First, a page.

Red Sands Forts | Attraction Guides | History Hit

Red Sands Forts

Bay - offshore, Whitstable

Luke Tomes

22 Jun 2021
Image Credit: Alamy

About Red Sands Forts

The Red Sands Forts are a series of seven towers built during the Second World War as anti-aircraft defences to protect the City of London from aerial bombardment.

Red Sands Forts history

During the Second World War, the City of London was a major target for both naval and aerial bombardment. In 1943, numerous towers were built in the Thames Estuary as anti-aircraft defences to protect the capital. The forts were initially built on land and floated out to sea in 1943.

The forts had some success. The soldiers stationed there shot down a total of 22 attacking German aircraft and 30 doodlebugs, protecting densely populated London from even more devastation.

Later in the war, the equipment was replaced, and removed soon after. The forts were eventually abandoned in 1958. It wasn’t until 1964 that the Forts served a new purpose. Screaming Lord Sutch set up Radio Sutch (a pirate radio station) in one of the old towers. However, he soon became bored and handed the project to his friend and unpaid manager Reginald Calvert, who then expanded into all five towers that were still connected and called it Radio City.

After the station was shut down in 1967, the Red Sands Forts were yet again abandoned and remained offshore, slowly rusting away. Luckily, a planned restoration of the forts was scheduled in 2020, but was delayed by COVID 19 pandemic. It is planned for the forts to become a museum once restored.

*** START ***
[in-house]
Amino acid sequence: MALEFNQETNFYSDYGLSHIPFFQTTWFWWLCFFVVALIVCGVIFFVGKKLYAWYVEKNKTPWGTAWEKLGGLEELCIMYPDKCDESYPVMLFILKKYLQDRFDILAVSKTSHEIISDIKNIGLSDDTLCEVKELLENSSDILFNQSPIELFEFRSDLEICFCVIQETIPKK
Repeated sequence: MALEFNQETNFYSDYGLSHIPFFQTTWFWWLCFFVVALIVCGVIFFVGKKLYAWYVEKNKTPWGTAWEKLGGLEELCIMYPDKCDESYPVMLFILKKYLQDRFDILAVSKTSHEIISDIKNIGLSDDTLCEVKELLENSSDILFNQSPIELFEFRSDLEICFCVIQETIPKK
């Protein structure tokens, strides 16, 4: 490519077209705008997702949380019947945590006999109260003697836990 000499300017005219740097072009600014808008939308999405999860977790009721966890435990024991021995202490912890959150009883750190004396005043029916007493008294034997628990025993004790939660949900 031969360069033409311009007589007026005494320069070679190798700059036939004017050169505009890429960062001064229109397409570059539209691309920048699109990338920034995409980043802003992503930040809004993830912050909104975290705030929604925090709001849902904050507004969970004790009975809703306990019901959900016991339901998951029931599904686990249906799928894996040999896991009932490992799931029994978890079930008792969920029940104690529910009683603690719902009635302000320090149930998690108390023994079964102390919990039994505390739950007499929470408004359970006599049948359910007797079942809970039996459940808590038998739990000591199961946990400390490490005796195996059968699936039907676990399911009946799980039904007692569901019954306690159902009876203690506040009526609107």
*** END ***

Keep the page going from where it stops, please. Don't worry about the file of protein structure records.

Red Sands Forts today

Today, Redsands, originally one of four sea forts in the Thames Estuary, is made up of seven separate towers – 5 gun towers, a searchlight tower and a central control tower. A walkway would originally have connected them all together. During use, over 100 men would have been stationed at the fort for periods of 6 weeks at a time, watching the skies for enemy bombers intent on destroying the capital.

Whilst the forts have been subject to long periods of weathering and deterioration, as well as vandalism, a planned restoration of the towers is expected to be completed with the next few years (as of 2021) and the complex be turned into an outdoor museum.

Getting to Red Sands Forts

The Red Sands Forts are truly isolated and so getting to the towers requires taking a boat from Queensborough on the Isle of Sheppey. The six mile boat trip from Queenborough takes around an hour with favourable tides.

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